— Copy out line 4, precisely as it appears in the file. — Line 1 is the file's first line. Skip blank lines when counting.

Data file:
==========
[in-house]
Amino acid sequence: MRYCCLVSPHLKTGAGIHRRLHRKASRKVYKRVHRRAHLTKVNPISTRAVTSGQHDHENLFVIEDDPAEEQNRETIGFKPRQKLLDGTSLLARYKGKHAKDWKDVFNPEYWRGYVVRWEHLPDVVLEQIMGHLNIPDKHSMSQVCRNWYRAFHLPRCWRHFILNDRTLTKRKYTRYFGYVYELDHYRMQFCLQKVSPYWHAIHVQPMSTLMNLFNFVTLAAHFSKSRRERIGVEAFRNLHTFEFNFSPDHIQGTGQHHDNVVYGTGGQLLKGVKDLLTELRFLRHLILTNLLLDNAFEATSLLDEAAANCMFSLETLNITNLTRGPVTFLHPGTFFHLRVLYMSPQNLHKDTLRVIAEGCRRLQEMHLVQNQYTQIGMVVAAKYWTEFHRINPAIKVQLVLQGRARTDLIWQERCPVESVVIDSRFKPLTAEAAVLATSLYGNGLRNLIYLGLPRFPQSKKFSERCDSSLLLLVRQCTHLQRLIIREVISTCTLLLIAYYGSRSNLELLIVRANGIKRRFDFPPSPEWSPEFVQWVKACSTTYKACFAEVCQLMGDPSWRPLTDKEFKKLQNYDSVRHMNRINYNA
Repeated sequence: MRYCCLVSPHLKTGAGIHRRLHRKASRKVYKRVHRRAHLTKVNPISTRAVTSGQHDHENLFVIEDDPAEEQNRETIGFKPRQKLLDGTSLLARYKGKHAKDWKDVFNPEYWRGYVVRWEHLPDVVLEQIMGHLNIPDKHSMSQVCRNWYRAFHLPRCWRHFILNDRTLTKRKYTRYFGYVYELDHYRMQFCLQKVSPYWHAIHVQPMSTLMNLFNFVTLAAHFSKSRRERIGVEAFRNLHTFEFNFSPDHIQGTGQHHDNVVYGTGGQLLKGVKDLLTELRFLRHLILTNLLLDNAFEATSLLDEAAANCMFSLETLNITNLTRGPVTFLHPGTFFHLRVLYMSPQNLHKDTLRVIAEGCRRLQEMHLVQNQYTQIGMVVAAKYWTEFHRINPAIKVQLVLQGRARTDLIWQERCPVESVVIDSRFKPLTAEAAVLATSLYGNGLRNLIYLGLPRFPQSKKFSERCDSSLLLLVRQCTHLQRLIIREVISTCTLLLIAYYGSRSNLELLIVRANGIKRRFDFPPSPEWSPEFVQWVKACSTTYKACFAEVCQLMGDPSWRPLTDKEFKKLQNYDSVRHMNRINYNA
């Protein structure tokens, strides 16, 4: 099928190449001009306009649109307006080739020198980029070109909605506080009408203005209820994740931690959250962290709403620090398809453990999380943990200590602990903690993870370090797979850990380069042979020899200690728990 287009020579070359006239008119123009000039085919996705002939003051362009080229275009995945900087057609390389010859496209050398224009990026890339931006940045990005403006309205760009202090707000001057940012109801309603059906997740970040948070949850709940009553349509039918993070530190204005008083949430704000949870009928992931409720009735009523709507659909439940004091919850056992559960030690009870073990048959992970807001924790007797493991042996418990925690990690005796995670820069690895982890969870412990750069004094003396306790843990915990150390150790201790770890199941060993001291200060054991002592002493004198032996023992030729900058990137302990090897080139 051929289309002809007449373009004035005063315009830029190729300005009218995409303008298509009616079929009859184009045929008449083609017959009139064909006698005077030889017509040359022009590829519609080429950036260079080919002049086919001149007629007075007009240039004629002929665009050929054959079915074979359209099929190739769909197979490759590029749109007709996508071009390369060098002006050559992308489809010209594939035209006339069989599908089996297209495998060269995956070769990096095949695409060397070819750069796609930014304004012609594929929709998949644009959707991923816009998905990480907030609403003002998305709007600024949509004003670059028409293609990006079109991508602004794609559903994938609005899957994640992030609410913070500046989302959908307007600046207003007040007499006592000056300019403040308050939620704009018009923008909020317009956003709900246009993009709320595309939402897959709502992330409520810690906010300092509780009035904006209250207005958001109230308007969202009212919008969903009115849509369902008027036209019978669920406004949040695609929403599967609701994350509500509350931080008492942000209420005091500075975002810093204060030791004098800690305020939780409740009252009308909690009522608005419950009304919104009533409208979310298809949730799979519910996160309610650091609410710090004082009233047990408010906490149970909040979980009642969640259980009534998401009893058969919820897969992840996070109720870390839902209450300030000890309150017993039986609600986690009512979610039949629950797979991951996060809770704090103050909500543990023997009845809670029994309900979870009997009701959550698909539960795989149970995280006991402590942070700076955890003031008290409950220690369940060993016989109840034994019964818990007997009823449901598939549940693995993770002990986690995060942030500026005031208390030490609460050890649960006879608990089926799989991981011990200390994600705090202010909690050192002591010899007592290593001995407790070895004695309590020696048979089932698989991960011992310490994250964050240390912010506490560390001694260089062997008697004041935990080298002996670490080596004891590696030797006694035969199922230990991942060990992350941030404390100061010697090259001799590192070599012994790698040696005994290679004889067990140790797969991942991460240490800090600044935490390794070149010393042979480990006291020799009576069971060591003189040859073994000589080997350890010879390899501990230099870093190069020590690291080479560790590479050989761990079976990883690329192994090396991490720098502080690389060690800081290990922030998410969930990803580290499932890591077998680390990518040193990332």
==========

């Protein structure tokens, strides 16, 4: 099928190449001009306009649109307006080739020198980029070109909605506080009408203005209820994740931690959250962290709403620090398809453990999380943990200590602990903690993870370090797979850990380069042979020899200690728990 287009020579070359006239008119123009000039085919996705002939003051362009080229275009995945900087057609390389010859496209050398224009990026890339931006940045990005403006309205760009202090707000001057940012109801309603059906997740970040948070949850709940009553349509039918993070530190204005008083949430704000949870009928992931409720009735009523709507659909439940004091919850056992559960030690009870073990048959992970807001924790007797493991042996418990925690990690005796995670820069690895982890969870412990750069004094003396306790843990915990150390150790201790770890199941060993001291200060054991002592002493004198032996023992030729900058990137302990090897080139 051929289309002809007449373009004035005063315009830029190729300005009218995409303008298509009616079929009859184009045929008449083609017959009139064909006698005077030889017509040359022009590829519609080429950036260079080919002049086919001149007629007075007009240039004629002929665009050929054959079915074979359209099929190739769909197979490759590029749109007709996508071009390369060098002006050559992308489809010209594939035209006339069989599908089996297209495998060269995956070769990096095949695409060397070819750069796609930014304004012609594929929709998949644009959707991923816009998905990480907030609403003002998305709007600024949509004003670059028409293609990006079109991508602004794609559903994938609005899957994640992030609410913070500046989302959908307007600046207003007040007499006592000056300019403040308050939620704009018009923008909020317009956003709900246009993009709320595309939402897959709502992330409520810690906010300092509780009035904006209250207005958001109230308007969202009212919008969903009115849509369902008027036209019978669920406004949040695609929403599967609701994350509500509350931080008492942000209420005091500075975002810093204060030791004098800690305020939780409740009252009308909690009522608005419950009304919104009533409208979310298809949730799979519910996160309610650091609410710090004082009233047990408010906490149970909040979980009642969640259980009534998401009893058969919820897969992840996070109720870390839902209450300030000890309150017993039986609600986690009512979610039949629950797979991951996060809770704090103050909500543990023997009845809670029994309900979870009997009701959550698909539960795989149970995280006991402590942070700076955890003031008290409950220690369940060993016989109840034994019964818990007997009823449901598939549940693995993770002990986690995060942030500026005031208390030490609460050890649960006879608990089926799989991981011990200390994600705090202010909690050192002591010899007592290593001995407790070895004695309590020696048979089932698989991960011992310490994250964050240390912010506490560390001694260089062997008697004041935990080298002996670490080596004891590696030797006694035969199922230990991942060990992350941030404390100061010697090259001799590192070599012994790698040696005994290679004889067990140790797969991942991460240490800090600044935490390794070149010393042979480990006291020799009576069971060591003189040859073994000589080997350890010879390899501990230099870093190069020590690291080479560790590479050989761990079976990883690329192994090396991490720098502080690389060690800081290990922030998410969930990803580290499932890591077998680390990518040193990332």